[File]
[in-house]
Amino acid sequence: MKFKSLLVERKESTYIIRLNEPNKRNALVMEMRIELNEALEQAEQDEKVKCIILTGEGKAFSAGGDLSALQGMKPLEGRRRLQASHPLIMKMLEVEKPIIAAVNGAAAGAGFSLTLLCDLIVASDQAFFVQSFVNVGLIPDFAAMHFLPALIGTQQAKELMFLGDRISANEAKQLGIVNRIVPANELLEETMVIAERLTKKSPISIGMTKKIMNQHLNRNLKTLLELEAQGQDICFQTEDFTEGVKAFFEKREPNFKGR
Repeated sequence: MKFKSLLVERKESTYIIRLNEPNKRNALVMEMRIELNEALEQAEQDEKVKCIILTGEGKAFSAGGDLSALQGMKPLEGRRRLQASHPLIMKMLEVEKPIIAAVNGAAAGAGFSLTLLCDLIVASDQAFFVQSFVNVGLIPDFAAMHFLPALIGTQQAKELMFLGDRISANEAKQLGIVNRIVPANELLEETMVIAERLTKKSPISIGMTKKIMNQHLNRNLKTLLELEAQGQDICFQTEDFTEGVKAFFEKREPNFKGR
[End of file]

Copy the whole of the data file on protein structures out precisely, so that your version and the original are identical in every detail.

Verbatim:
[in-house]
Amino acid sequence: MKFKSLLVERKESTYIIRLNEPNKRNALVMEMRIELNEALEQAEQDEKVKCIILTGEGKAFSAGGDLSALQGMKPLEGRRRLQASHPLIMKMLEVEKPIIAAVNGAAAGAGFSLTLLCDLIVASDQAFFVQSFVNVGLIPDFAAMHFLPALIGTQQAKELMFLGDRISANEAKQLGIVNRIVPANELLEETMVIAERLTKKSPISIGMTKKIMNQHLNRNLKTLLELEAQGQDICFQTEDFTEGVKAFFEKREPNFKGR
Repeated sequence: MKFKSLLVERKESTYIIRLNEPNKRNALVMEMRIELNEALEQAEQDEKVKCIILTGEGKAFSAGGDLSALQGMKPLEGRRRLQASHPLIMKMLEVEKPIIAAVNGAAAGAGFSLTLLCDLIVASDQAFFVQSFVNVGLIPDFAAMHFLPALIGTQQAKELMFLGDRISANEAKQLGIVNRIVPANELLEETMVIAERLTKKSPISIGMTKKIMNQHLNRNLKTLLELEAQGQDICFQTEDFTEGVKAFFEKREPNFKGR